410 Backhoe reverser clutches slipping

  
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unimog_jason

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Correct, I guess I should have pointed that out in my initial post.

Based on what I've read, 150 is idea, 100 is acceptable, (especially if you consider the age of the machine).

I assume I'm losing flow somewhere, just need to find it.
 
  
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unimog_jason

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After a bunch of digging and further testing I've have the following update:

- Chased down all of the relief and surge valves in the system and everything looks ok
- Pulled the shuttle valve off and inspected everything inside of it, no issues found.
- Replaced all of the gaskets and seals in the unit and nothing leaks.
- While I had the valve off, I applied air to the clutches and both would engage.
- Both clutches would leak a small amount of air when engaged and went I shut the air supply off, it took a couple seconds for the pressure to bleed out.
- Given that oil is more viscous than air, I'm going to assume this is ok.
- Put everything back together and can get 50 PSI, but nothing more.
- When I move a cylinder, the low pressure side drops to near 0.

At this point in time I'm pretty certain I have a charge pump that is in need of a re & re.

Having come to this point, I asked myself why the clutches were able to lock up when I bought the unit, but over the course of 20-30 hours of operating time, it went to the point of not even being able to move.

One thing I realized that I was adding oil to the system as it does leak a fair amount. I suspect that the oil the machine had in it was quite thick and the oil I've been adding is AW32. I bet as I diluted the viscosity, my low pressure was dropping and eventually bottomed out.

At this point I figure I'm at a crossroads, do I bite the bullet and gut the machine to replace the pump, or spend a $100 on AW68, drain the AW32 I just put in it and see if the bandaid will get it moving again? With either option, the oil I just put in there is being dumped, so that is a sunk expense anyway.

At this point, I think spending the $100 on the AW68 is probably the most logical option unless someone can think of something I'm not thinking of.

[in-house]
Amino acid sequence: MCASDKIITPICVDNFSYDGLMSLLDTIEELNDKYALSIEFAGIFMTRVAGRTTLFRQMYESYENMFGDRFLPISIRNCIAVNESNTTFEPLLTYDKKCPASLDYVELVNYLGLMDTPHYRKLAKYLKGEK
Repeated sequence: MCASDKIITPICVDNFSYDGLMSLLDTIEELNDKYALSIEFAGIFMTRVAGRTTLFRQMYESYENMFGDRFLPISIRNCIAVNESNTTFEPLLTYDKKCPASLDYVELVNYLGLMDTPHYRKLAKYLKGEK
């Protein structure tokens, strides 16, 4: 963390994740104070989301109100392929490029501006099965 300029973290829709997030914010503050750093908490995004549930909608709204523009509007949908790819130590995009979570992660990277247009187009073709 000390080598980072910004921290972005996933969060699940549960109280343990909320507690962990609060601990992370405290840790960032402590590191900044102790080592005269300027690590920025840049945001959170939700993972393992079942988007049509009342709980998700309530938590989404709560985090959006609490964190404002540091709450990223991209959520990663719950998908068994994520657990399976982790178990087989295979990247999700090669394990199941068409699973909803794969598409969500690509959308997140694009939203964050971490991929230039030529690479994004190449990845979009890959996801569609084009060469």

Jim in Tx

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Have you checked to be sure hyd filter relief & surge relief valves are seating properly & not stuck open?
 

Zebrafive

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The oil change might help.............a little. Do you have way to drain into a clean container and save if that does not work? If so, that would not be a major expense, you would want to fill with fresh/clean oil after a split, so you will be buying oil either way.
I would price the parts to replace the transmission pump and decide if the machine is worth the expense. If not sell and cut your loss.
 
  
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unimog_jason

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The oil change might help.............a little. Do you have way to drain into a clean container and save if that does not work? If so, that would not be a major expense, you would want to fill with fresh/clean oil after a split, so you will be buying oil either way.
I would price the parts to replace the transmission pump and decide if the machine is worth the expense. If not sell and cut your loss.

I can capture the oil, but for the expense of it and the risk of introducing more dirt, I'd probably just dump is on a brush pile and light it up.

To re & re the shuttle transmission myself would probably be $1000, the seals are cheap, clutch disks are not too expensive and I probably wouldn't need to replace all of them. The wild card is the pump. I found a new aftermarket unit that may work for $300, there are used units out there, the worst case is a new part from Deere for $3000. The pump gears appear to be available from Deere, so assuming the housing isn't messed up, that could be an option.

End of the day, I have enough into the machine that I can't walk away from it, but not enough that if I put the parts into it, I can't recover most of the expense should I sell it.

The nice thing about this machine is that the shuttle is the most complex part of it all. If I were to get it back to 100%, I would have little doubt the rest of the machine will be reliable for as long as I own it and beyond.

I've been looking at oil charts and it would appear an AW 32 is about equal to SAE 15 where as AW 68 is SAE 20 and AW 100 is SAE 30.

I'm to the point where I think $100 in thicker oil will likely get me to where I can get the machine moving again and do some work I need to get done. Once those jobs are out of the way, I can pull the shuttle apart over the winter/spring and do the re & re at that point.
 

Zebrafive

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The oil change would be the cheapest "maybe" fix. So for $100 verses $1000 or more, plus a lot of time, worth a try.

I have not shortage of brush, old downed wood, and stumps to burn too.
 
 
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